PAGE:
by Bob Sparrow
I’m writing this before we headed off on Saturday for a week in Banff, Alberta, Canada, so unless you read about a plane being high jacked or crashed in the Canadian Rockies, we’re there now and probably enjoying ourselves. The ‘we’ is again our traveling companions, Jack & JJ Budd and John & Judy VanBoxmeer. John is a Canadian by birth, but now a U.S. citizen; it’s always nice to have someone along who understands the language.
This will be Linda’s and my third visit to this area, all prepared by a company called Golf Canada’s West. If you’ve ever been to the Banff area, you will understand what I am about to say: this it is possibly the most picturesque place to play golf in the world. The courses we will be playing are either in, or surrounded by, the Canadian Rockies and are nothing short of breathtaking.
Banff itself is a cute little town located in Banff National Park along the Trans-Canadian Highway, surrounded by magnificent mountains, populated by elk and grizzly bear. It got its name in 1884 from George Stephen, president, at the time, of the Canadian Pacific Railway, whose birthplace was Banff, Scotland. Early on in our first visit to Banff in 2004, I stumbled across an Irish pub, as I am apt to do in every corner of the earth I travel, St. James Gate; we’ll probably pop in for a pint or two.
Just up the road from the town of Banff you’ll find the strikingly beautiful Fairmont Banff Springs Hotel. It was built in 1888 as one of Canada’s grand railroad hotels and has since been updated from the original wooden structure to a magnificent building of cement and stone, standing tall in the surrounding forest. Adjacent to which is a beautiful golf course which we will have an opportunity to play during our visit.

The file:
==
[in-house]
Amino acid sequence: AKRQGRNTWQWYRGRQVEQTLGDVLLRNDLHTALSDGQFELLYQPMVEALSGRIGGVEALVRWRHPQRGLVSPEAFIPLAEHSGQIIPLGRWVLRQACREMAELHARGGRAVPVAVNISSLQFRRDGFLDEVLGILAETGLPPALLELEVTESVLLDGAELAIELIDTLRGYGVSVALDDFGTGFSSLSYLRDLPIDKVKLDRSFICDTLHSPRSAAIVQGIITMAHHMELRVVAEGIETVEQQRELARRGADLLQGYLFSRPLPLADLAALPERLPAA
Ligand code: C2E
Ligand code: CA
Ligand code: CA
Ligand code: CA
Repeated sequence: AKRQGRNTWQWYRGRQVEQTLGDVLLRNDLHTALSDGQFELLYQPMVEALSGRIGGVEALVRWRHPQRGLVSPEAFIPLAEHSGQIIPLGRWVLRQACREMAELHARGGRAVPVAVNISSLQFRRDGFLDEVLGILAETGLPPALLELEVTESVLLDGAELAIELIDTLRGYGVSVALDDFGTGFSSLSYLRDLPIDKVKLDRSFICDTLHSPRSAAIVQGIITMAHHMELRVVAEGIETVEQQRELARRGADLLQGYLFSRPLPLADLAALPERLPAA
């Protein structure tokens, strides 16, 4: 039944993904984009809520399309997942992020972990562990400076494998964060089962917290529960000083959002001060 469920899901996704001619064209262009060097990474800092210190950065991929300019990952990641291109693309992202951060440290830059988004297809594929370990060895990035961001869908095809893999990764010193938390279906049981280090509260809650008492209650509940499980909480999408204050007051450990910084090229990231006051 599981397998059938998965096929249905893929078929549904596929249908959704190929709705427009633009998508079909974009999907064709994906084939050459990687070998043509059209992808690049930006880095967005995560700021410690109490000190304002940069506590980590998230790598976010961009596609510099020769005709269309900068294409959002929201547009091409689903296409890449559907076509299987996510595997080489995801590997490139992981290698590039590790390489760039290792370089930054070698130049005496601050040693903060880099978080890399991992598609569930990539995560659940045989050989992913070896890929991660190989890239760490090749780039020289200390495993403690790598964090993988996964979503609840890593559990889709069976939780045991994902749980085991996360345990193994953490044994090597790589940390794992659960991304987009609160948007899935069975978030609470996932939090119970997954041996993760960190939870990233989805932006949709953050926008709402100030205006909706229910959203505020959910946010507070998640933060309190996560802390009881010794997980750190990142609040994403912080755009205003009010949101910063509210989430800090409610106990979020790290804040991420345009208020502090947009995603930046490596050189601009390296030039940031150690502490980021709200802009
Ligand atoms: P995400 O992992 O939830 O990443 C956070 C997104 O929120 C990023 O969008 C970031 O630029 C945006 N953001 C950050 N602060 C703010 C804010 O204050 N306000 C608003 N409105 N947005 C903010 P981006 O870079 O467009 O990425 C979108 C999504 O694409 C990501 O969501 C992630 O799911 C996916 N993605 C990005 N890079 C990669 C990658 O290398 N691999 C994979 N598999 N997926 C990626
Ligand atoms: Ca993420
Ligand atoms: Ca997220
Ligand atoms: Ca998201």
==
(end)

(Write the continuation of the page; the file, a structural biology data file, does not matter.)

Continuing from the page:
We will take a day off golf and visit the equally beautiful Fairmont Lake Louise Hotel, which is about a 40 minute drive northwest of Banff. Chateau Lake Louise, as it’s now called, was also built around the turn of the 20th century by the Canadian Pacific Railway and is also part of the Fairmont chain. It sits on one end of Lake Louise and at the other end is a massive glacier. Well it used to be massive. On a quiet night, during our first trip here we stood by the lakeside next to the hotel and could hear the cracking of the ice in the glacier echo across the lake. Our subsequent trips have seen the glacier size decrease. We weren’t there in 1902, but take a look at the photos taken in that year compared to the photo taken in 2012. Sad to see.
Well, I’ve got to get packing, although that brings in a whole other set of obstacles. We’ve watched the weather there for the last two weeks and it’s gone from raining every day to sunny and highs in the 90s and lows in the 40s. It’s the mountains, so we can probably expect a little bit of everything. And if it’s too bad, we do have St. James Gate as a backup to any of our plans. Eh!